Additionally, mallow plants are very easy to identify. They have round leaves that range from 2 to 5 inches across, and that grow on alternating sides of the stems. The stems and undersides of the leaves are covered with small hairs. These hairs can be somewhat bristly, especially on larger leaves, so only the smaller leaves should be used in salads. The hairs soften when exposed to heat and so do not add any unpleasant textures to a cooked dish; therefore larger leaves are fine to eat as long as you are planning on cooking them. Plants can grow in several forms from low-lying herbaceous plants only a few inches off the ground, to large bushes that can be 6 feet tall, or more. Their small, five-petal flowers (0.25 to 2 inches across) range from white to pink to purple.

Two interesting side notes on the members of the mallow family. One is that they display a characteristic called protandry which means that young plants are all males and they change to being female later in life. The other is that it is thought that the color mauve got its name from the French word for the mallow plant.

So watch for mallow when you are out and about, and enjoy!

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You are walking down a trail in a city park right here in the city of Berkeley. As it winds its way between huge boulders and beneath overhanging bushes, your attention is drawn up into a nearby tree by the sound of scratching. There, a squirrel is scrabbling up the trunk of a tree. As it ascends you notice a thick mat of sticks higher in the tree, way up near the tree’s crown. Is it the squirrel’s nest? The squirrel climbs higher, and then moves beneath the lower edge of the stick platform and then up around the side. As the squirrel begins to get on top of the mass of sticks, it is met with the oncoming rush of the beak and talons of a female Cooper’s Hawk. The mass of sticks is not squirrel’s home, it is the Hawk’s. The squirrel is in full retreat now, and the Cooper’s Hawk in full pursuit. The squirrel begins racing in the direction in which it can go the fastest, strait down the tree trunk. The Cooper’s Hawk immediately drops after it, skimming strait down along the bark of the tree. As the hawk gains, the squirrel jumps, letting go of the tree completely and free-falling into the bushes below. It is only then that the hawk gives up the chase and returns to her nest.

What you just witnessed was the defense of one of about a dozen Cooper’s Hawk nests in Berkeley and Albany. Cooper’s Hawks in Berkeley? That’s right. These roughly crow-sized predatory birds get along quite well with humans and the cities humans live in. They eat birds and small mammals which they often capture by ambushing their prey in dense vegetation and then chasing it down in a burst of speed. They are superbly adapted to this style of hunting with short rounded wings which give the speed while not getting hung up on foliage and a long tail which acts and a rudder allowing them to turn and twist through thick undergrowth and not lose their prey.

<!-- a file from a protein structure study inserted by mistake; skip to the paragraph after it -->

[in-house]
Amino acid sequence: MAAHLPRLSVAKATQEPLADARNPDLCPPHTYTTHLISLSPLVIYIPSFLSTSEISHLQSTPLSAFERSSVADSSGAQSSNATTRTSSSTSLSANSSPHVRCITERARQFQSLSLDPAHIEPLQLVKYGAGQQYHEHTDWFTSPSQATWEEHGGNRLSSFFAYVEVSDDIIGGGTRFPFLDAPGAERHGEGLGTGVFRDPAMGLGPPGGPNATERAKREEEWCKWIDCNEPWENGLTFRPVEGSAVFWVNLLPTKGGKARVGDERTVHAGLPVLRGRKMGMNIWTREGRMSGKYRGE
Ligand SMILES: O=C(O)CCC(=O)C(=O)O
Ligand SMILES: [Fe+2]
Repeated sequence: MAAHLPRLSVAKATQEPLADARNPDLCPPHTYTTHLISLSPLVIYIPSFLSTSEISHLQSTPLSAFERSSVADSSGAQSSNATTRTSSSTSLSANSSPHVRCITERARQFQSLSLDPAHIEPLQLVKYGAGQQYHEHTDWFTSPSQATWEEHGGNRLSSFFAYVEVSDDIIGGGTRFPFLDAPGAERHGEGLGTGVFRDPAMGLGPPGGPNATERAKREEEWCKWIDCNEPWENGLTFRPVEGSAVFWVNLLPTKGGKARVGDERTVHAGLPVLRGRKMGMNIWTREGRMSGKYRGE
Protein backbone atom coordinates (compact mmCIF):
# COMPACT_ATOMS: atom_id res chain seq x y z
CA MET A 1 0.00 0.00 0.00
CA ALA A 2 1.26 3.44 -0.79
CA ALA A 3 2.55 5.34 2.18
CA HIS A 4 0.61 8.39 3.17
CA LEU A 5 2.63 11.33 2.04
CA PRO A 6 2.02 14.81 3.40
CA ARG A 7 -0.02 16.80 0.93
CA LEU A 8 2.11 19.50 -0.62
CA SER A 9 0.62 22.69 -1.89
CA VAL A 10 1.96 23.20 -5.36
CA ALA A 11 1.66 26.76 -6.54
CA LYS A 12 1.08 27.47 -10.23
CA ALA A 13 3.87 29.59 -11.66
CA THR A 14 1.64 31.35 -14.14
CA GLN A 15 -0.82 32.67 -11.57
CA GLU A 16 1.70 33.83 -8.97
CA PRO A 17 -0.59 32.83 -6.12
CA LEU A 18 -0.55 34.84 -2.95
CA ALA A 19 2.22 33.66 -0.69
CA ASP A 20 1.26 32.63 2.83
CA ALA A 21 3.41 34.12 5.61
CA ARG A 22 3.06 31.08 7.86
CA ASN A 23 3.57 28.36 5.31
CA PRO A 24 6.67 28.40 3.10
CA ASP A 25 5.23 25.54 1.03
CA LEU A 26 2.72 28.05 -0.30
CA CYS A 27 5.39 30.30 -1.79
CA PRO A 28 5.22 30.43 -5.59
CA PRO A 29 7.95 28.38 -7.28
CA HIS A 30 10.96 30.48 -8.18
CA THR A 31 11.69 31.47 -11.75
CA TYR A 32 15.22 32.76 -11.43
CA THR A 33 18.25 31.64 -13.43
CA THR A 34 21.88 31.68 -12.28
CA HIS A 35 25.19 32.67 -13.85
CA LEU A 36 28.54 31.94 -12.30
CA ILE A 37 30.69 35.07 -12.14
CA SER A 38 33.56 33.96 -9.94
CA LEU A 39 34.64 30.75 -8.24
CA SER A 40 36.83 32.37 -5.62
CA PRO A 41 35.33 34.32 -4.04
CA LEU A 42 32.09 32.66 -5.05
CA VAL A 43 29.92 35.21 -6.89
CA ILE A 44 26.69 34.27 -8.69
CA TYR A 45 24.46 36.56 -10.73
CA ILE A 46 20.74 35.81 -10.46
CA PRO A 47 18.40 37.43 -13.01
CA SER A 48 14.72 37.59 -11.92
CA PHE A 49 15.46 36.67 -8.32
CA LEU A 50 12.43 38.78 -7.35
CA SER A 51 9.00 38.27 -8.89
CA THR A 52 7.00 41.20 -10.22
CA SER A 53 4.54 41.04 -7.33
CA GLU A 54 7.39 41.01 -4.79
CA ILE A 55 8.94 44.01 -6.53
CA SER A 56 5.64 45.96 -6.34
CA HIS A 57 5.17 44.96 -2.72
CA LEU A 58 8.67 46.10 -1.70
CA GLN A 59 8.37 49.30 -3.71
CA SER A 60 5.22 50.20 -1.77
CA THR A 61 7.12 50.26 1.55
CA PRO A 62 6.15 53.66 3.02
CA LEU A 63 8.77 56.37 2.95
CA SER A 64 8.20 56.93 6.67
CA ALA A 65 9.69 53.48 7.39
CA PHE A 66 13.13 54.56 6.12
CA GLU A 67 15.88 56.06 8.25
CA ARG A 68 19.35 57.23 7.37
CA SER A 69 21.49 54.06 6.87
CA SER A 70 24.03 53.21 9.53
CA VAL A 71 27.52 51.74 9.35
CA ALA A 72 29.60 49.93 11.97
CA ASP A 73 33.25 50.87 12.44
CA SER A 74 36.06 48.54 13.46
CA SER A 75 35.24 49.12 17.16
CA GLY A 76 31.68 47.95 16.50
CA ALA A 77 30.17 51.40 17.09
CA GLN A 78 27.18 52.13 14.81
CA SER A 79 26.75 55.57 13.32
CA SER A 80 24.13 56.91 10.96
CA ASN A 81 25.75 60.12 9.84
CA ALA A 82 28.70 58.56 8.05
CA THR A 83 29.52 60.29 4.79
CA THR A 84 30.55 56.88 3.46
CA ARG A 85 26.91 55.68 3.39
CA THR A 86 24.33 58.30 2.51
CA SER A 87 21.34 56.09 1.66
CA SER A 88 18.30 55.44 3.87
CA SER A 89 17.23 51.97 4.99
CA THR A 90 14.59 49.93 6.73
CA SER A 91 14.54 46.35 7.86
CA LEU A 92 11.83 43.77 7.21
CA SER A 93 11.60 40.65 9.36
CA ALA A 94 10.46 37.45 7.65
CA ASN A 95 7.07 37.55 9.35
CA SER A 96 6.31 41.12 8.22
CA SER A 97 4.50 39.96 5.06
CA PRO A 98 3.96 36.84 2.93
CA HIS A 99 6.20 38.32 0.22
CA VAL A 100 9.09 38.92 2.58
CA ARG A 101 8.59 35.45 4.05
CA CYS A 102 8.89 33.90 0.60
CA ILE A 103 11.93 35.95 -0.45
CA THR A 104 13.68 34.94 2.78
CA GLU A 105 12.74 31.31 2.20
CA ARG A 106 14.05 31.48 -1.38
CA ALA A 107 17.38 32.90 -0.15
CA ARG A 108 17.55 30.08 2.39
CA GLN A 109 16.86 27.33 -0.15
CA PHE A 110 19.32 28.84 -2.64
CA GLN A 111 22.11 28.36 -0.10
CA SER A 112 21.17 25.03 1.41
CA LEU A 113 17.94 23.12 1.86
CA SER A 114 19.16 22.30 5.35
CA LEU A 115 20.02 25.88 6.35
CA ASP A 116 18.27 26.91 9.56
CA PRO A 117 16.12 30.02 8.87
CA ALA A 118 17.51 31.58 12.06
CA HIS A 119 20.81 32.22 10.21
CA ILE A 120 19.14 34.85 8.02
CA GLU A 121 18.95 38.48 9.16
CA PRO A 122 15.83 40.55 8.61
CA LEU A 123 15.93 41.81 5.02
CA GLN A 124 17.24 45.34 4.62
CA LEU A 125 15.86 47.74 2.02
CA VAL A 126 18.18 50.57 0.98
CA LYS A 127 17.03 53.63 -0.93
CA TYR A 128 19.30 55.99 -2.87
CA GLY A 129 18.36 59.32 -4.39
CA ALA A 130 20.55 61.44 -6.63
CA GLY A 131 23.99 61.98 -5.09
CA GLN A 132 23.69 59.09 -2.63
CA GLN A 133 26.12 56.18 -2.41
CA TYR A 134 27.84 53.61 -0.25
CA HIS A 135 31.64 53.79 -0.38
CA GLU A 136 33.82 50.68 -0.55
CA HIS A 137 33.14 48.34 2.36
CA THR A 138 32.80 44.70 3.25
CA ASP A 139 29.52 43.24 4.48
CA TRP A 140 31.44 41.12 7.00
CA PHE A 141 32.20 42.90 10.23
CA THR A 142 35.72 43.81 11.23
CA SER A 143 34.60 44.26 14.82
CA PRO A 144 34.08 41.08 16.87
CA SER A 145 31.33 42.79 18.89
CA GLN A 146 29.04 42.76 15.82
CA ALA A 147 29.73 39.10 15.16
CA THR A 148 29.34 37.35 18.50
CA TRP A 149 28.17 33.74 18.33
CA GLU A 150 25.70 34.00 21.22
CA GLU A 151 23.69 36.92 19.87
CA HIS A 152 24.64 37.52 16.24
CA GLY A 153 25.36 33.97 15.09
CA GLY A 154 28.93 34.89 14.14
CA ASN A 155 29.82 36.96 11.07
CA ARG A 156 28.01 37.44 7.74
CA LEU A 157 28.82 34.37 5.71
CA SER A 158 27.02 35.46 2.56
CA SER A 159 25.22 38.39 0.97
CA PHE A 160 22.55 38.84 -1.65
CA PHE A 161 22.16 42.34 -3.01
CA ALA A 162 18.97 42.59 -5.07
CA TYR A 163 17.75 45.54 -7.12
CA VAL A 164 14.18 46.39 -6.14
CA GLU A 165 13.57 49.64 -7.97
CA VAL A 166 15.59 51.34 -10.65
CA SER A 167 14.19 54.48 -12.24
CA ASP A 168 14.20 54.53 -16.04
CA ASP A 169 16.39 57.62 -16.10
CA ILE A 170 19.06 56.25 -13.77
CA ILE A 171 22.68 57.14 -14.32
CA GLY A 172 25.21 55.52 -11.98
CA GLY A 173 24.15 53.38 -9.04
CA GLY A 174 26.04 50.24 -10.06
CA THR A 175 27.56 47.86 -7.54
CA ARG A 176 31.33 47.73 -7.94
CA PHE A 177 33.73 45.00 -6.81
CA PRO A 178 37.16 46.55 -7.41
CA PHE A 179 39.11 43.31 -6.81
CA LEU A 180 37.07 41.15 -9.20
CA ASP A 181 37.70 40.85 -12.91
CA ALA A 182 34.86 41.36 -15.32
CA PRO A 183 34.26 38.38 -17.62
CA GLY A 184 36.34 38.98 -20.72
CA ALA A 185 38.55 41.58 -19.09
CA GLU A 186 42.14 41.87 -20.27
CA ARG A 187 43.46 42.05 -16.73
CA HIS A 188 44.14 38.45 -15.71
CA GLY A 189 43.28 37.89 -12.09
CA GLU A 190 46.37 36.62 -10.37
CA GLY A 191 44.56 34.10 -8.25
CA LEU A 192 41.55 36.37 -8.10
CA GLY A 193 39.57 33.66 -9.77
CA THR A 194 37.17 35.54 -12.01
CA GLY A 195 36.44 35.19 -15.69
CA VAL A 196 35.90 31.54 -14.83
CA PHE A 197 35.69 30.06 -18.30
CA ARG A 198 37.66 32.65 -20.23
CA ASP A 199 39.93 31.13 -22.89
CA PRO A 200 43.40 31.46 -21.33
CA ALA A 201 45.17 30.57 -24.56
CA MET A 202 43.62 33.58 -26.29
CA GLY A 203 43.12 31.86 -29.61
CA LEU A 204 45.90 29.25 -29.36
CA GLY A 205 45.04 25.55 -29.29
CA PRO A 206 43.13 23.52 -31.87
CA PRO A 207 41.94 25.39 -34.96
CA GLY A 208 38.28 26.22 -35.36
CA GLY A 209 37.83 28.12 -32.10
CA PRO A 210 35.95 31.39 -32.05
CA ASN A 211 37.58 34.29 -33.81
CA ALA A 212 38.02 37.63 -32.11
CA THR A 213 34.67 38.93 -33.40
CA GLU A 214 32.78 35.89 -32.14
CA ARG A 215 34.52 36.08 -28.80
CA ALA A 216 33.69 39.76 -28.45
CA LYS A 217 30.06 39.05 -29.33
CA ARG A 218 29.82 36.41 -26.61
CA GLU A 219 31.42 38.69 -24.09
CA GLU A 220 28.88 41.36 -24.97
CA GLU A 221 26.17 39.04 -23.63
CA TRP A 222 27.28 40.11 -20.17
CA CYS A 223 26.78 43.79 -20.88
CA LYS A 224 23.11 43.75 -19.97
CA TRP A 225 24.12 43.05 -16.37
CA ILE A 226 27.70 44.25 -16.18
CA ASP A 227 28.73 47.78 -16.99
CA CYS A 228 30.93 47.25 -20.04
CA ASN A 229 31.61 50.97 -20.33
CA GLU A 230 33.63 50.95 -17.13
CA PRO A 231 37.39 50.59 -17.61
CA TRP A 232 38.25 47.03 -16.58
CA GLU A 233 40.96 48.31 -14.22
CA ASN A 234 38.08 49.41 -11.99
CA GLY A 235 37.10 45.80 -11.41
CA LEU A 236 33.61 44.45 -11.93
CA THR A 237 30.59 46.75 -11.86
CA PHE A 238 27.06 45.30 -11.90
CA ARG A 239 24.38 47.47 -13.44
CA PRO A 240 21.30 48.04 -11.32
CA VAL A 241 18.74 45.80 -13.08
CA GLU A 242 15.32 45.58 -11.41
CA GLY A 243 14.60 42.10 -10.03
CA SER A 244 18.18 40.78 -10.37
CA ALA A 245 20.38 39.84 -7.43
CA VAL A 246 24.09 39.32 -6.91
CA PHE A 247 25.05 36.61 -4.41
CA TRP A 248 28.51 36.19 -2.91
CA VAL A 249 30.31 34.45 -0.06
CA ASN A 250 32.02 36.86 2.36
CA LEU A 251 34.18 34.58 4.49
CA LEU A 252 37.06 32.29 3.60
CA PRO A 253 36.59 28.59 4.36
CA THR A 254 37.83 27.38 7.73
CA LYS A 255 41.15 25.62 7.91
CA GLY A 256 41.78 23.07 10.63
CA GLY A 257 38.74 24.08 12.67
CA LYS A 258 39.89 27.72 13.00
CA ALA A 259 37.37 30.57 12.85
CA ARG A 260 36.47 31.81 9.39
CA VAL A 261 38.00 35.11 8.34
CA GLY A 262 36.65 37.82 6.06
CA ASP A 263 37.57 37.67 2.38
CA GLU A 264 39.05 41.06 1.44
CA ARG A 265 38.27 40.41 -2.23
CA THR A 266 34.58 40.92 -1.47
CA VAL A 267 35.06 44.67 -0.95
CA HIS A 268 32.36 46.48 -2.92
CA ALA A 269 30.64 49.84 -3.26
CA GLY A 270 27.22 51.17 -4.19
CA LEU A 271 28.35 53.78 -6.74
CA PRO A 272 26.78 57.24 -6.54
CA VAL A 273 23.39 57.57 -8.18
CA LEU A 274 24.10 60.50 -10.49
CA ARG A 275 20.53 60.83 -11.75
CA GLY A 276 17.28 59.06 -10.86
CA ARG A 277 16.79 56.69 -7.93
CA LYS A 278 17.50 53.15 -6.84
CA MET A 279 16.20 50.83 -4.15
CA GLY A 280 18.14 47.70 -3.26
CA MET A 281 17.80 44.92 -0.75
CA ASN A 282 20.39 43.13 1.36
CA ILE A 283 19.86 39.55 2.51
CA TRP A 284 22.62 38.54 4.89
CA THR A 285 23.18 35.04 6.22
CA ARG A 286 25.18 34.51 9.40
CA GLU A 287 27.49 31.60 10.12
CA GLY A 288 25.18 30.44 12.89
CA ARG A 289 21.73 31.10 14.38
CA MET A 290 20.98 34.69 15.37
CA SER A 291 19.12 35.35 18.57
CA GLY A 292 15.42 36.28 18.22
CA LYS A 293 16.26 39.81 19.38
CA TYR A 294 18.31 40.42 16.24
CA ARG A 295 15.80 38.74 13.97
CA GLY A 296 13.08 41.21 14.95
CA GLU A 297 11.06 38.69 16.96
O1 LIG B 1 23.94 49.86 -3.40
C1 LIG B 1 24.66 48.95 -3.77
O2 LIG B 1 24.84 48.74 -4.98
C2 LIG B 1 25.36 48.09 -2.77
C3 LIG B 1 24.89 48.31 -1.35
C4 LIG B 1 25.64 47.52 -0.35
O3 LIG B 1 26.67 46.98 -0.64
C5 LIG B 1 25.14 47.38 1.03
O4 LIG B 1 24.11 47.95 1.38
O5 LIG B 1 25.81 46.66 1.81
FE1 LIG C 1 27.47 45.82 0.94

The ability to live well with humans is unusual for a predator. Most birds of prey are too sensitive to disturbance to live in such close contact with humans or need larger areas of open spaces in which to hunt than are available within such a human-dominated landscape as downtown Berkeley, but Cooper’s Hawks find a way. They are so tolerant in fact, that in Berkeley and Albany, more Cooper’s Hawk nests can be found per square mile than in any other recorded area in North America. They nest in mature trees in almost any kind of habitat from quiet city parks to busy city intersections. And Berkeley in not alone in being an urban area that has nesting Cooper’s Hawks. In California, most urban areas have populations. Outside of the state, populations that have been studied in some detail include urban areas of Arizona, Illinois, and Vancouver, Canada.

Beginning about 15 years ago, a group of dedicated volunteers have been keeping tabs each year on the levels of Cooper’s Hawk activity in Berkeley. The group, the Cooper’s Hawk Intensive Nest Survey (CHINS), has divided the 10.4 square miles of Berkeley into smaller units. Each volunteer takes responsibility for one of these units, and searches it to locate and track the presents of Cooper’s Hawks. Searching begins in late January when the hawks first arrive in the area back from their wintering grounds, and continue all through the breeding season until the adults and a new generation of young Cooper’s Hawks depart to return south in August. In between, many observations are made and recorded such as when the hawks arrive, when nest building begins and ends, how many young hatch and when, how many young fledge and when, what they are eating and how much, and finally when the adults and young disperse.

Some the information that CHINS has found is that while Cooper’s Hawks nest in greater density in Berkeley than elsewhere.Also, they are eating a lower number of species then in more rural areas, and of these fewer species a large portion (~33%) are Rock Pigeon, European Starling, and other species that are not native to California. On this limited diet, the hawks are able to breed just fine with most nests fledging 3-4 young each year.

The CHINS project is a branch of the Golden Gate Raptor Observatory, and both are examples of scientific studies made possible by volunteers from the community working to monitor and record raptor populations. Cooper’s Hawks, and birds of prey as a whole, can function as indicators of ecosystem health and stability. This makes them especially important and useful to study, and the fact that individuals from the community are able and willing act as citizen scientists and devote their time and energies to such an endeavor show both that such work can be done and that there is interest and support that such work be done.

To find out more about the CHINS Contact Allen Fish at (415) 331-0730 and find out how you can help protect your raptorial neighbors.